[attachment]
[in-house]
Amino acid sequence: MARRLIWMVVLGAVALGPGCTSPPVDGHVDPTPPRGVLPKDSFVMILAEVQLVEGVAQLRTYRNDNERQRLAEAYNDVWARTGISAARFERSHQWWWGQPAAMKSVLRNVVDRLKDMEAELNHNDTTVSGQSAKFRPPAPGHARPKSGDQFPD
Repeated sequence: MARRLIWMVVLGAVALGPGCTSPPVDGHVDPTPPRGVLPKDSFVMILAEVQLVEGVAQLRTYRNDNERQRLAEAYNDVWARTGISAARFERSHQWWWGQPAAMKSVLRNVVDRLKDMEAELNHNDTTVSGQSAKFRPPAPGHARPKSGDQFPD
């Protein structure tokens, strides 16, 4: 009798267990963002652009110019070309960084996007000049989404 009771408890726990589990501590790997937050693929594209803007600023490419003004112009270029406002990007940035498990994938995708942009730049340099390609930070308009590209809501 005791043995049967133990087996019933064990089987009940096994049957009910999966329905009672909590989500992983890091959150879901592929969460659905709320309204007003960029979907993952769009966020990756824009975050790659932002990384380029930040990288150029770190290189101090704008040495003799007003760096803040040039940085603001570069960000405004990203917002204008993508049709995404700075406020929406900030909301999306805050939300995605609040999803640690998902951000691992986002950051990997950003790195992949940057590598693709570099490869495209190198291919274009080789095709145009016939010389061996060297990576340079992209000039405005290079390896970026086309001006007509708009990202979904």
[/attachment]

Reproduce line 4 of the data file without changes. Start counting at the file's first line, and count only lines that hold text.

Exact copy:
């Protein structure tokens, strides 16, 4: 009798267990963002652009110019070309960084996007000049989404 009771408890726990589990501590790997937050693929594209803007600023490419003004112009270029406002990007940035498990994938995708942009730049340099390609930070308009590209809501 005791043995049967133990087996019933064990089987009940096994049957009910999966329905009672909590989500992983890091959150879901592929969460659905709320309204007003960029979907993952769009966020990756824009975050790659932002990384380029930040990288150029770190290189101090704008040495003799007003760096803040040039940085603001570069960000405004990203917002204008993508049709995404700075406020929406900030909301999306805050939300995605609040999803640690998902951000691992986002950051990997950003790195992949940057590598693709570099490869495209190198291919274009080789095709145009016939010389061996060297990576340079992209000039405005290079390896970026086309001006007509708009990202979904």